At some stage in everyone’s career, the time comes to get to the next level. After all, you’ve worked hard, focused on measurable results — and now you deserve a raise in salary.
However, working within your employer’s existing budget and around an archaic annual performance review can prove difficult. So how to prove to an employer that raise you deserve? How do you negotiate for the salary you want? To answer that question, we asked members of the Young Entrepreneur Council (YEC) this question?
What is your best advice for someone looking to renegotiate their current salary?
Read their actionable tips below, then put their advice to work!
1. Approach With Curiosity and Humility
Salary negotiations don’t have to be stressful. Approach them with curiosity and humility, rather than entering into the discussion with a set of demands. These conversations are also a great opportunity to receive feedback about how to improve one’s performance.
2. Do Your Research
Do the research. Use a website like Salary or PayScale to find out what other similar professionals are making in terms of salary. This will help in that you won’t ask for too low of an increase, nor will you ask for so much that you simply get a “no” in response.
3. Know Your Worth
What is it about your contribution to the company that would make you hard to replace? How much would it cost to hire someone with your experience? Make a pitch based on those questions. Rational managers do the math and pay what their employees are worth.
4. Have a Range in Mind and Start High
Know what compensation is realistic in the current job market and what you are willing to accept. Once you’ve learned the low to high range, start on the high end so you have some negotiation room. When your employer goes for a lower price, they will feel like they got a good deal.
5. Present Well-Thought-Out Information in Person
Having your own bottom line and knowing your value based on past work criteria, in addition to how much your experience is desired by others, are key. Communicating your criteria clearly is essential to the success of any salary negotiation as well, and always do so in person over a letter or email.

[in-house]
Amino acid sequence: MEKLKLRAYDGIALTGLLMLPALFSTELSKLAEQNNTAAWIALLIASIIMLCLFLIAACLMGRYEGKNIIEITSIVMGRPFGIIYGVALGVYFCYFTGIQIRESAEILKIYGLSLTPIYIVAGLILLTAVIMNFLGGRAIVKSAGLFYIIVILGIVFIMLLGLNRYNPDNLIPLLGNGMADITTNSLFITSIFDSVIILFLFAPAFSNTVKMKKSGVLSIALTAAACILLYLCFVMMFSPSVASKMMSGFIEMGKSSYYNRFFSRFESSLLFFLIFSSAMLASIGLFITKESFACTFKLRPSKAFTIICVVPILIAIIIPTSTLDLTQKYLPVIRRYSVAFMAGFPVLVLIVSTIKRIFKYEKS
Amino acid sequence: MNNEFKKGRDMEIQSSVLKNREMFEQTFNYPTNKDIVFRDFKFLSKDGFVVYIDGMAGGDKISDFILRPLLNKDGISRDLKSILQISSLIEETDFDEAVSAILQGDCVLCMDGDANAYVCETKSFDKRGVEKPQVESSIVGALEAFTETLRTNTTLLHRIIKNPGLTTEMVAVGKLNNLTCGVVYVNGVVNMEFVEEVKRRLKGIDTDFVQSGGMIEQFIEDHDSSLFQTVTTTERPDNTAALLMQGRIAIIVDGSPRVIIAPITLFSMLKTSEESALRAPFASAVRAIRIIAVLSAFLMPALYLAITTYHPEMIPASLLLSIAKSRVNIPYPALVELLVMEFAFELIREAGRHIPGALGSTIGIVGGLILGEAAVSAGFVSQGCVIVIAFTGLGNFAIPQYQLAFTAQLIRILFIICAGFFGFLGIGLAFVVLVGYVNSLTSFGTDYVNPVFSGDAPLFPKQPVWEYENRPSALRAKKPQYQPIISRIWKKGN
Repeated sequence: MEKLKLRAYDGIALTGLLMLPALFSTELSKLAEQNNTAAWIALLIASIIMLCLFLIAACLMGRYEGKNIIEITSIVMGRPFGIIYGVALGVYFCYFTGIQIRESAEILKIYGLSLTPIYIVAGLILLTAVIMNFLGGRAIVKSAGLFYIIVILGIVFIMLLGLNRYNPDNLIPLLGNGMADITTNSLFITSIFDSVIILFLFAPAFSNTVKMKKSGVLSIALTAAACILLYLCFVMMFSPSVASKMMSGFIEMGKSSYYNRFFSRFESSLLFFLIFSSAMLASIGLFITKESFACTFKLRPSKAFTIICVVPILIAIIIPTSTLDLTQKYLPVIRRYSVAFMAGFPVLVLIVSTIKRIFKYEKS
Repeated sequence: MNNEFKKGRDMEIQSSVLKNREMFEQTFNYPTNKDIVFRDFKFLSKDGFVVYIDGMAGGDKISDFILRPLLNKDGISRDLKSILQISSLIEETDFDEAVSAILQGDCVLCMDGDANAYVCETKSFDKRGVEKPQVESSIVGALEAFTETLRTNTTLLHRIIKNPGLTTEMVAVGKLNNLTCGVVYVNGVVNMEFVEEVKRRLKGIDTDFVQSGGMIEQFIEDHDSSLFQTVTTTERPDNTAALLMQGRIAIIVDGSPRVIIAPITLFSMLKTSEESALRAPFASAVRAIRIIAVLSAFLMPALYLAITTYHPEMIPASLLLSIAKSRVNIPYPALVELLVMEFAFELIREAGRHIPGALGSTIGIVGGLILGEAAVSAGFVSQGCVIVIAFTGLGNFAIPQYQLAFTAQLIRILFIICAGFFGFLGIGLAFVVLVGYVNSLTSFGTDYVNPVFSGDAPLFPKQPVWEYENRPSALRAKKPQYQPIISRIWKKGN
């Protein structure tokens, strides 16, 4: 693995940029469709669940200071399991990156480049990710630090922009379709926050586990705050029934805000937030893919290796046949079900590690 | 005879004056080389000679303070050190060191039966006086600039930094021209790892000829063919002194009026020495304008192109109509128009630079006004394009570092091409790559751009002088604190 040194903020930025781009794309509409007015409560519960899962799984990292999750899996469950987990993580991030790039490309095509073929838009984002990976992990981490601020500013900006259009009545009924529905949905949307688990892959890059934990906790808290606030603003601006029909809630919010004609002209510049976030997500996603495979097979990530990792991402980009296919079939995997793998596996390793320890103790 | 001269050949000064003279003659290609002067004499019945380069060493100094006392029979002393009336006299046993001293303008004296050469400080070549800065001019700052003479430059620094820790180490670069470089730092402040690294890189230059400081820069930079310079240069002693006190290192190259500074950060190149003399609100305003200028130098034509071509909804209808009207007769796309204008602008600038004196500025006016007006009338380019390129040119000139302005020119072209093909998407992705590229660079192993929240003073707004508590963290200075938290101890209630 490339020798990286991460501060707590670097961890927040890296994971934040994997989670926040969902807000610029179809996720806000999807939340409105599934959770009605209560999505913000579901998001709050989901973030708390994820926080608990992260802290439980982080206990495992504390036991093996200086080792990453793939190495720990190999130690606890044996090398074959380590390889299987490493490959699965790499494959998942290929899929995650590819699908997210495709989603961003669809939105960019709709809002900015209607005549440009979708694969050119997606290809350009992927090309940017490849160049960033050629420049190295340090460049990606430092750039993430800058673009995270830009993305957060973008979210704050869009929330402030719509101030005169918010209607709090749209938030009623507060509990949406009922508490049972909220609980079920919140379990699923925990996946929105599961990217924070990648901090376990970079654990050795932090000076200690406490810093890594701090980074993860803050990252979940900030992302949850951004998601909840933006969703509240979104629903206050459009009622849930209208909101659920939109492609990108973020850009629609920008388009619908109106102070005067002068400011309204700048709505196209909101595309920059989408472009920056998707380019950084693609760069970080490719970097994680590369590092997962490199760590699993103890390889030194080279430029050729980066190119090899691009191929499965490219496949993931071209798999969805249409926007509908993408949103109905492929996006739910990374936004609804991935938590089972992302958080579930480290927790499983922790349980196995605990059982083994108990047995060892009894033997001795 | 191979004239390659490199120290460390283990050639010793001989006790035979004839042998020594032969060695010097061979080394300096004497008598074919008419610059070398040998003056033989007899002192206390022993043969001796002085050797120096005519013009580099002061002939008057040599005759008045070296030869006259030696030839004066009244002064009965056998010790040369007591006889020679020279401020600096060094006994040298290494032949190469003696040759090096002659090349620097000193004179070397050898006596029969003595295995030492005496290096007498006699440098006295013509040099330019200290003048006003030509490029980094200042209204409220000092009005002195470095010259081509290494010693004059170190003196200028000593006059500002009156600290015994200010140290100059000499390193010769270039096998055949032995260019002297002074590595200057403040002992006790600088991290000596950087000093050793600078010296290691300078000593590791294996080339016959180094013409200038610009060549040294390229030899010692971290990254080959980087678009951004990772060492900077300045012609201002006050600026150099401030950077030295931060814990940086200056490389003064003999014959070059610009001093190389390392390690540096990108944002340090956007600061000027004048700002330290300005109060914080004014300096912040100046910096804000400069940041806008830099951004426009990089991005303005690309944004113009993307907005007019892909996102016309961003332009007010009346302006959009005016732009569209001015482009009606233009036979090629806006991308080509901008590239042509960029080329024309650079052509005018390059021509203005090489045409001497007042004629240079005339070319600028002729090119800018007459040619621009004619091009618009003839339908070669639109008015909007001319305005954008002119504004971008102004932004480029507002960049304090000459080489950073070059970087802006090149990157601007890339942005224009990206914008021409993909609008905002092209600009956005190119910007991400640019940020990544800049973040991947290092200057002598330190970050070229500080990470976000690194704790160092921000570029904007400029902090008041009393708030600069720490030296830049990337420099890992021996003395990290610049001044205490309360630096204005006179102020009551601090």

6. Don’t Rush to Say a Number
Before showing your hand, wait to hear what your employer or manager is willing to offer. This gives you an idea of their perception of your worth. Make sure you’ve gained insights first and have data to support your ask. Then go 10 to 15% higher, knowing you’ll settle in the middle.
7. Maintain Proper Eye Contact
You’re going to hear strategies related to data and knowing your value; these are essential. However, the one thing that really nails any salary negotiation is eye contact. I’ve seen a number of people with the best data in the world, but they fail when their faux confidence is exposed.
8. Be Ready to Walk Away
Give them a number that you will be happy with getting out of bed every morning. Just as important, be ready to walk away if they’re too far from that number. This works best if you have other offers or are currently employed, of course; don’t let your current employer call a bad bluff.
9. Understand the Mechanics of Your Compensation
The closer you tie compensation to a specific performance metric within the business, the more leverage you have in a negotiation. For sales roles, this is easy and common. For other roles, think about how your role might tie to other KPIs, such as customer retention or leads generated.
10. Get Other Offers
You can talk about your value to the business forever. But if you only have one offer, you have zero room for negotiating. If you can go back to the employer and say “here’s an offer for 20% more,” you can have a meaningful discussion about getting the salary you are clearly worth.
11. Deliver Results
Make sure you’re worth the salary requested. That means the best way to negotiate a higher salary is to demonstrate the increased value you bring to the company. Do this, and it’s difficult for an employer to refuse your request unless they are greedy. In that case, do you want to work there?
12. Know Negotiations Are Important for Both Employees and Employers
Salary negotiations are important for both employees and business owners. As a CEO, I am taken by surprise when a person unhappy with their salary hands me a resignation letter instead of asking for a raise. Of course, when asking for a raise, have an explanation for that includes new responsibilities, recent project success, etc.
Young Entrepreneur Council (YEC) is an invite-only organization comprised of the world’s most promising young entrepreneurs. In partnership with Citi, YEC recently launched BusinessCollective, a free virtual mentorship program that helps millions of entrepreneurs start and grow businesses.